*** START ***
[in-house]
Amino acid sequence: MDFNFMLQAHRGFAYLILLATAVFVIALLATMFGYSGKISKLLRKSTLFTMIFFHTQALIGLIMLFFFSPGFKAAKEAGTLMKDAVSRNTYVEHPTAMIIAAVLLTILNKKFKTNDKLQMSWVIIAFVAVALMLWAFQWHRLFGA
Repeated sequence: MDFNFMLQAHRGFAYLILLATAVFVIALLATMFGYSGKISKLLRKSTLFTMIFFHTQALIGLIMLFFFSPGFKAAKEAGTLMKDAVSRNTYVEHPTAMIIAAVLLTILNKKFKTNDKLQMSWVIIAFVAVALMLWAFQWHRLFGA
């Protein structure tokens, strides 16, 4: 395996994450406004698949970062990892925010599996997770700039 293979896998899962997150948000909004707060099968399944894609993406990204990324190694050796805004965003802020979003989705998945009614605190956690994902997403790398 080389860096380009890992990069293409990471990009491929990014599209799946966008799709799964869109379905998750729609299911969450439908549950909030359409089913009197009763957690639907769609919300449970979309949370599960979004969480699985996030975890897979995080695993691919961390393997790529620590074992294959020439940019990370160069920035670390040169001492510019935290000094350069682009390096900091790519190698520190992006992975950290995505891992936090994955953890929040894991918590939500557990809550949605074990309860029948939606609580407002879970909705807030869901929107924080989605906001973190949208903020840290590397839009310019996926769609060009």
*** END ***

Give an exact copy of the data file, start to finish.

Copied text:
[in-house]
Amino acid sequence: MDFNFMLQAHRGFAYLILLATAVFVIALLATMFGYSGKISKLLRKSTLFTMIFFHTQALIGLIMLFFFSPGFKAAKEAGTLMKDAVSRNTYVEHPTAMIIAAVLLTILNKKFKTNDKLQMSWVIIAFVAVALMLWAFQWHRLFGA
Repeated sequence: MDFNFMLQAHRGFAYLILLATAVFVIALLATMFGYSGKISKLLRKSTLFTMIFFHTQALIGLIMLFFFSPGFKAAKEAGTLMKDAVSRNTYVEHPTAMIIAAVLLTILNKKFKTNDKLQMSWVIIAFVAVALMLWAFQWHRLFGA
């Protein structure tokens, strides 16, 4: 395996994450406004698949970062990892925010599996997770700039 293979896998899962997150948000909004707060099968399944894609993406990204990324190694050796805004965003802020979003989705998945009614605190956690994902997403790398 080389860096380009890992990069293409990471990009491929990014599209799946966008799709799964869109379905998750729609299911969450439908549950909030359409089913009197009763957690639907769609919300449970979309949370599960979004969480699985996030975890897979995080695993691919961390393997790529620590074992294959020439940019990370160069920035670390040169001492510019935290000094350069682009390096900091790519190698520190992006992975950290995505891992936090994955953890929040894991918590939500557990809550949605074990309860029948939606609580407002879970909705807030869901929107924080989605906001973190949208903020840290590397839009310019996926769609060009």